CARACAS, Venezuela — U.S. sanctions against Venezuela’s state oil company will primarily affect American businesses, the country’s foreign minister said Thursday.
The State Department has targeted Petroleos de Venezuela SA, or PDVSA, for doing business with Iran, saying it delivered at least two cargoes of refined petroleum products worth about $50 million to the Middle Eastern nation.
“These illegal, abusive measures taken by this weak government of the United States, they most affect businesspeople of the United States, not us,” Foreign Minister Nicolas Maduro said in an interview on state television.
The Venezuelan oil company will be barred from any U.S. government contracts, U.S. import-export financing and export licenses for sensitive technology.
But it won’t be prevented from selling crude to the United States or through its U.S. subsidiary Citgo.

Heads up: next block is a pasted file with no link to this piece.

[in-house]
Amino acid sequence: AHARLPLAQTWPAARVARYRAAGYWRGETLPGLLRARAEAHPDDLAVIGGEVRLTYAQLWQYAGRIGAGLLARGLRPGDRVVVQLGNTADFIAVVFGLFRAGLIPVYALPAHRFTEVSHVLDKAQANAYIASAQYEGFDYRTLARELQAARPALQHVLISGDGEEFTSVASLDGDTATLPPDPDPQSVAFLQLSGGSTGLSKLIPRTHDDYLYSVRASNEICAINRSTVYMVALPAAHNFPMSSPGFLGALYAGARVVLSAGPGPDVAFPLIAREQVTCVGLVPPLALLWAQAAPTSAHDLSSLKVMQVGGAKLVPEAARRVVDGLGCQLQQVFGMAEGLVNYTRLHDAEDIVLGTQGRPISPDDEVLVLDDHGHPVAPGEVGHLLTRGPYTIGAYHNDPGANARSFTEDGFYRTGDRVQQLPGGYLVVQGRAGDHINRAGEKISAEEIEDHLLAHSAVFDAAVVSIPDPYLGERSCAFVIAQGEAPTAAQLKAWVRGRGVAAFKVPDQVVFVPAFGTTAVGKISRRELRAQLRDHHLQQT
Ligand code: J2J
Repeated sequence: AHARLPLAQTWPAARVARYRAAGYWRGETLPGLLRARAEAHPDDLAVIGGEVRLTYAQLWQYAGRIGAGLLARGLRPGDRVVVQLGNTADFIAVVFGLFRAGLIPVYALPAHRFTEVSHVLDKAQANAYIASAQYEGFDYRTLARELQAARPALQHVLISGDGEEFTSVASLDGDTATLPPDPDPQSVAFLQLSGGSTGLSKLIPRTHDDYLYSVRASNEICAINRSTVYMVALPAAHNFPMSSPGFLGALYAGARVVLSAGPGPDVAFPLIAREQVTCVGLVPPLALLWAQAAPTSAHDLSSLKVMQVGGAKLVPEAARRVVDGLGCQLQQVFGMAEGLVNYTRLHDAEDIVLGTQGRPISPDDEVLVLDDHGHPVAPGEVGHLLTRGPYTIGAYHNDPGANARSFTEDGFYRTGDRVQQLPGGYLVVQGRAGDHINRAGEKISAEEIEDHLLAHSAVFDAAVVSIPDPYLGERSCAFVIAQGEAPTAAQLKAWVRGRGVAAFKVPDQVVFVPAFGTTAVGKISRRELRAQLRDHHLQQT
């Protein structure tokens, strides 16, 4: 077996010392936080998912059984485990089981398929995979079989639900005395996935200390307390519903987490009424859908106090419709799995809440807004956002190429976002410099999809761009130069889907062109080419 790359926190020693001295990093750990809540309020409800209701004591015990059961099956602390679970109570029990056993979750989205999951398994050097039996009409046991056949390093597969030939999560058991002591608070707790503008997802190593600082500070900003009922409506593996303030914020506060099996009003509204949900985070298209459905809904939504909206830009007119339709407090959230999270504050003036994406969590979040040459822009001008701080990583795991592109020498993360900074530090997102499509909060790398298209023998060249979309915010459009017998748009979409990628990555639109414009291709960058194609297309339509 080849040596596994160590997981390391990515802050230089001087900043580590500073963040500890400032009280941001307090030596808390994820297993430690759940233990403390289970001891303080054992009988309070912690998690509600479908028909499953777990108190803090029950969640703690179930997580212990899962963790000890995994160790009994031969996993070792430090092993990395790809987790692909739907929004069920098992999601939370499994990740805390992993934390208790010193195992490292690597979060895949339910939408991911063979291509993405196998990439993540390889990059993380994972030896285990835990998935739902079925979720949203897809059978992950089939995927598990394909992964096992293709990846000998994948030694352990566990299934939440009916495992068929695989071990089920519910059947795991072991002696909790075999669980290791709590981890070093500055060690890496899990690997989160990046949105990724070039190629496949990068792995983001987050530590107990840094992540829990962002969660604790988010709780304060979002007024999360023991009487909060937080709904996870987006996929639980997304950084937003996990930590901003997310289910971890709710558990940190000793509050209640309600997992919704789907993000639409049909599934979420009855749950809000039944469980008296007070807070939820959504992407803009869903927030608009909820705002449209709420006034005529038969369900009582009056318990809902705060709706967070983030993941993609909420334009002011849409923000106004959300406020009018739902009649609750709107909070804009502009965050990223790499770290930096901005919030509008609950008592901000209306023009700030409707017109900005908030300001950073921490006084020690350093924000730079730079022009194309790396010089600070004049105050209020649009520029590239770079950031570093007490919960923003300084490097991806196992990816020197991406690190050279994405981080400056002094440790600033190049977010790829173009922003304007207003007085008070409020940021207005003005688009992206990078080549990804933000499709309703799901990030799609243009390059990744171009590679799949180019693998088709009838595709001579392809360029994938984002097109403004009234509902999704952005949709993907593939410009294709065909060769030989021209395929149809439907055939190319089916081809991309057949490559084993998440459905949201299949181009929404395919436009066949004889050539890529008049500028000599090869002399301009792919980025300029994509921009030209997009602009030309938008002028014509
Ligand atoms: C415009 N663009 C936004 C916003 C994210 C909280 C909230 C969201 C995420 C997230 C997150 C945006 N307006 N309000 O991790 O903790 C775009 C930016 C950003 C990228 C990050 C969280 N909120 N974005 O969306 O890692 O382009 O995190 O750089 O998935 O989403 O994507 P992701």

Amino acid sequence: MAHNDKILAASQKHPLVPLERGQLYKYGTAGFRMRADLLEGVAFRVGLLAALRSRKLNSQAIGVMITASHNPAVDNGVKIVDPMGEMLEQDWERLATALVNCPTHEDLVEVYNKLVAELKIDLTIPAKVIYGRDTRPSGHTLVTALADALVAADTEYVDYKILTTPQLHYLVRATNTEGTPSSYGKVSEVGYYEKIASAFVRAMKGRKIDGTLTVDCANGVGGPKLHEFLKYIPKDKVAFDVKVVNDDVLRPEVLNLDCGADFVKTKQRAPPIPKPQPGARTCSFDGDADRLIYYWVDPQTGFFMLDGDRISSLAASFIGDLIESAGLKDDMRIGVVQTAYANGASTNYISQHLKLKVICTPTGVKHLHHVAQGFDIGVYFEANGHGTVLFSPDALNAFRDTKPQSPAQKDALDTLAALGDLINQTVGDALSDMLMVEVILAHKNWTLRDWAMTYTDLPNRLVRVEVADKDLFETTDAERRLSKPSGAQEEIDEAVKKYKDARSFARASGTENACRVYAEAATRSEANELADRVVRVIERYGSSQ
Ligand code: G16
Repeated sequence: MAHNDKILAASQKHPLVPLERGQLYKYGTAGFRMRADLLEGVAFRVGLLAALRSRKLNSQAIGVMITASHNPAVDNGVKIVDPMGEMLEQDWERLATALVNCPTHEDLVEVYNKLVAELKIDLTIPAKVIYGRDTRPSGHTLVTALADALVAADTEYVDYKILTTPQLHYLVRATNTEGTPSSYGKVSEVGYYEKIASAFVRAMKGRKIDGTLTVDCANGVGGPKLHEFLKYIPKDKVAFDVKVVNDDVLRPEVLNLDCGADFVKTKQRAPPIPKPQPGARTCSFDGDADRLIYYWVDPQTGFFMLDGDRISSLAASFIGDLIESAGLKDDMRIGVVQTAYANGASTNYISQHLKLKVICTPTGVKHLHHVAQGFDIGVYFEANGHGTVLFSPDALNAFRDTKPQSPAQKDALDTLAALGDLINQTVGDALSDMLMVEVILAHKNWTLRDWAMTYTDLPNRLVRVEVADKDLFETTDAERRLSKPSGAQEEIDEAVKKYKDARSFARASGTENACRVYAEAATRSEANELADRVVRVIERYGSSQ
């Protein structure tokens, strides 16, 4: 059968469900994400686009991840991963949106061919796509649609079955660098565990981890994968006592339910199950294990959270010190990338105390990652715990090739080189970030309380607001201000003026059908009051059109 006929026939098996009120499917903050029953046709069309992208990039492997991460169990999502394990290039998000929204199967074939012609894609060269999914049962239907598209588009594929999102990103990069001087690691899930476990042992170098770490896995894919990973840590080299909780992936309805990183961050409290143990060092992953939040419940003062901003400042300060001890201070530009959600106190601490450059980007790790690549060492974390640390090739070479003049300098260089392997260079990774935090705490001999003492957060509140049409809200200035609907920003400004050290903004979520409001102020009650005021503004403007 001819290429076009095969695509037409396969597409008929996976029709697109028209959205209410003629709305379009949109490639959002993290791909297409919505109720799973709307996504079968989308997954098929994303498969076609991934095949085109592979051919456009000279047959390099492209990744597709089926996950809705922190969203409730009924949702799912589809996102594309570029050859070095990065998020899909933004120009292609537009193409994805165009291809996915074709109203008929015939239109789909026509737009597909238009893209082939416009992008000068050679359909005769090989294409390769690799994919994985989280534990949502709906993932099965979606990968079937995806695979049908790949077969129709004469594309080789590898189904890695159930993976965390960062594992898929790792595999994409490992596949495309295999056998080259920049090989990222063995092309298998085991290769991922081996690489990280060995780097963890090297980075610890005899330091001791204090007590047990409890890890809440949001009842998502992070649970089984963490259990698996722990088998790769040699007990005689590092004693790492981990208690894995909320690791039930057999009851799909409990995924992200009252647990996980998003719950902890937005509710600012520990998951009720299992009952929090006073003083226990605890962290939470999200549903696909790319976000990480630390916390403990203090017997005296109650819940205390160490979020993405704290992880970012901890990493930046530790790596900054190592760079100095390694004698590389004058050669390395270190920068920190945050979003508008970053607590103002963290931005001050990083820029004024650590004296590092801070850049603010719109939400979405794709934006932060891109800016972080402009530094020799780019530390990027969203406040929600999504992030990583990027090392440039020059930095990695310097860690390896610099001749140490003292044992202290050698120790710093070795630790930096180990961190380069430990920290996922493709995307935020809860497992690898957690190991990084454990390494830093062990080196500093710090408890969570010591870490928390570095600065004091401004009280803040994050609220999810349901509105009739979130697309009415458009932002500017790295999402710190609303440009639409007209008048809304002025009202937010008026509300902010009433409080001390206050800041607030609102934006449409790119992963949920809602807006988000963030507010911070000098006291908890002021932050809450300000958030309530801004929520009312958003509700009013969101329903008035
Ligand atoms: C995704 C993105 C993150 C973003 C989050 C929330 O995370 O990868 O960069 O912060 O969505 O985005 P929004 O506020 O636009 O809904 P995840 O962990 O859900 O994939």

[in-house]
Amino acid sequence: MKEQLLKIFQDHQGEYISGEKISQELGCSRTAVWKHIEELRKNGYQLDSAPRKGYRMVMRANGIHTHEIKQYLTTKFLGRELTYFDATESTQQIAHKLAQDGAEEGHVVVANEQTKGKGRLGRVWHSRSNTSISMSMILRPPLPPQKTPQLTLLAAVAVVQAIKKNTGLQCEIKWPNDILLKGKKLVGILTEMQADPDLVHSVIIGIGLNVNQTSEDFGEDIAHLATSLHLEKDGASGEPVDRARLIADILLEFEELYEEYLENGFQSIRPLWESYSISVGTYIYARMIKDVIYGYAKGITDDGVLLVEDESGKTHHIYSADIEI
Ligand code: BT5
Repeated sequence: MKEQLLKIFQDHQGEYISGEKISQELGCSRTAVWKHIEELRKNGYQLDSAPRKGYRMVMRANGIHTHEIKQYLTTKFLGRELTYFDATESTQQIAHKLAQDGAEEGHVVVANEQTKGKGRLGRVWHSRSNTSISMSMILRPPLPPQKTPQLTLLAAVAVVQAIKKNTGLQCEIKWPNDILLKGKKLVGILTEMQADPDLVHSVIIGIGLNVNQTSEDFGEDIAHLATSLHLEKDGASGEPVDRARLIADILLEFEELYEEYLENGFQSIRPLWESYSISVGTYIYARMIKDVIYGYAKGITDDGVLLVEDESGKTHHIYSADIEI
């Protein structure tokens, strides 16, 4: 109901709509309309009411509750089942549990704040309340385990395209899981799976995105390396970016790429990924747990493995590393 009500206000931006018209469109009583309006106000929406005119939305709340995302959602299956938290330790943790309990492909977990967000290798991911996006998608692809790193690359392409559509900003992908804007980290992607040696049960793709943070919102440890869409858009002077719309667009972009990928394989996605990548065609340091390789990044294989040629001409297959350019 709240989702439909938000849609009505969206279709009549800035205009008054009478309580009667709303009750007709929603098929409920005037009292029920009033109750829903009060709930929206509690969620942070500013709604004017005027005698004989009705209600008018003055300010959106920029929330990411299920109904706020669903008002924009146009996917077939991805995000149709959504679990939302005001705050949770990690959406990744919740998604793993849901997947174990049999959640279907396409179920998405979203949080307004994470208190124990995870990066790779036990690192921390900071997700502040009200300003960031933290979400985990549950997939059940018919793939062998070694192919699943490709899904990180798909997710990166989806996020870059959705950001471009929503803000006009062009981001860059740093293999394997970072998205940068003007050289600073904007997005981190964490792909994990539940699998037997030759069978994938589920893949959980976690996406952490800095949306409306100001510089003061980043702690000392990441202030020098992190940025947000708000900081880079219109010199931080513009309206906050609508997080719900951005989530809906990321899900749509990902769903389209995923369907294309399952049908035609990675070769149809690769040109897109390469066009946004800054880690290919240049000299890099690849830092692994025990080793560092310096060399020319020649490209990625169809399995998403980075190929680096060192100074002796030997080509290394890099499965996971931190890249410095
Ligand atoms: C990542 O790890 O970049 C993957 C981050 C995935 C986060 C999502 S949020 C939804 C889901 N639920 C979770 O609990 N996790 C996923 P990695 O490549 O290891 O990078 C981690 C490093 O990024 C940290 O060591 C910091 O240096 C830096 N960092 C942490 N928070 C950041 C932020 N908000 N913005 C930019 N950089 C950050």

Oil Minister Rafael Ramirez has said that shipments of heavy crude to PDVSA’s U.S.-based subsidiaries will continue, but the company cannot guarantee shipments to nonaffiliated private oil companies.
It was unclear which companies might be affected, and to what extent.
“Our industry has the capability to face and overcome this attempt at sanctions,” Maduro said.
“What they’re trying to do with the sanctions is hit us from an economic point of view.”
Asked whether Venezuela might consider suspending oil shipments to the United States, Maduro said such actions could only be considered in “extreme moments,” although he didn’t give details.
Venezuela sells more than half of its oil exports to the United States, an amount that has varied recently between 900,000 and 1.2 million barrels a day.
PDVSA employees and supporters of President Hugo Chavez held rallies to denounce the U.S. measures.